With regard to the need to restore confidence through regulatory reforms, Indonesia also concurs with this view. Our experience during the 1997/98 financial and economic crisis shows that the confidence of the market and the business sector was quickly restored after we undertook substantial regulatory reforms in the financial and banking sectors. Ensuring greater transparency in corporate governance and having more forward-looking competition policies can also prove critical to restoring confidence.
In relation to systemic reform, Indonesia welcomes in particular the Commission’s recommendation on financial market policies. Indonesia’s perspective is that strengthening financial market policies is an important pillar to strengthen the financial system and avoid a recurrence of the crisis.
The key recommendations of the Commission pertaining to financial market policies, such as financial product safety, regulation of derivatives trading and credit, and strengthening regulatory institutions are important in addressing the mismatch between regulation and product innovation in the financial sector.
Not to be overlooked is the mismatch between global and national policy as well. International macro-economic policy coordination to solve global events is often not in sync with national policy-making. In this context, we support the Commission’s recommendation that national policy space be a respected arena. Its appeal for the strengthening of surveillance and the expansion and strengthening of the Financial Stability Forum is endorsed by Indonesia.
It has been widely recognized that reform of the international financial institutions is a key part of the reform of the international
financial and economic architecture. While Indonesia welcomes this recommendation, we would be interested to see more elaboration of the Commission’s thinking of how best to reform these institutions.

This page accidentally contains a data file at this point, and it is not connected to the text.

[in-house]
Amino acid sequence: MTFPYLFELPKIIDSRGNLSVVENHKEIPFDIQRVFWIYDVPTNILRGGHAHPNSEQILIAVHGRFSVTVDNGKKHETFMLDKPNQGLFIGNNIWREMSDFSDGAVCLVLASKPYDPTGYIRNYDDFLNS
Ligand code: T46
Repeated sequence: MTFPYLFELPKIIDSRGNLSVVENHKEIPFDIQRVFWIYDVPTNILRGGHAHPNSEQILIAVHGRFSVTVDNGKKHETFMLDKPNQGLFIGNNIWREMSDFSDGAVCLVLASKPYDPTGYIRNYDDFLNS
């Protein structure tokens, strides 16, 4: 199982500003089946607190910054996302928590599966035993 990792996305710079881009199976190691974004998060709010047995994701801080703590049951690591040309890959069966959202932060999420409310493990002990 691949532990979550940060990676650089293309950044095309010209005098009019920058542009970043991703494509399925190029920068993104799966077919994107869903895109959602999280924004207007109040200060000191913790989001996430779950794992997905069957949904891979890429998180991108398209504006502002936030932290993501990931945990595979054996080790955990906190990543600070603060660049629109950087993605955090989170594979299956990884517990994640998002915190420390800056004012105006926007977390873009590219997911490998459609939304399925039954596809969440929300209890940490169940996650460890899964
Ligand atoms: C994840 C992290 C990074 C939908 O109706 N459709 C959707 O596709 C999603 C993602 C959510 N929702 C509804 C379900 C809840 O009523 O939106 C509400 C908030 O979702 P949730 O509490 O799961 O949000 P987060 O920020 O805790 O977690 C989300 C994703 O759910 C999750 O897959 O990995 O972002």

Allow me now to raise two issues that would benefit from further elaboration and clarification by the Commission.
First, the Commission advocates the establishment of the Global Economic Coordination Council, at a level equivalent to that of the General Assembly and the Security Council. While this may be useful to strengthen global policy coordination and avoid the mismatch between global and national policies, we would request further clarification on how this proposed council will relate to the ECOSOC.
Second, the Commission’s report and recommendations emphasize adherence to principles of democracy in the governance and representation as part of the reform of the international monetary and financial economic institutions. We fully support the use of these principles. But we would like the Commission to elaborate on how these principles will be implemented. We need to know how they will affect the role and participation of major economies in international monetary and financial institutions, as well as the speed with which decisions will be made.
Permanent Mission of the Republic of Indonesia to the United Nations, New York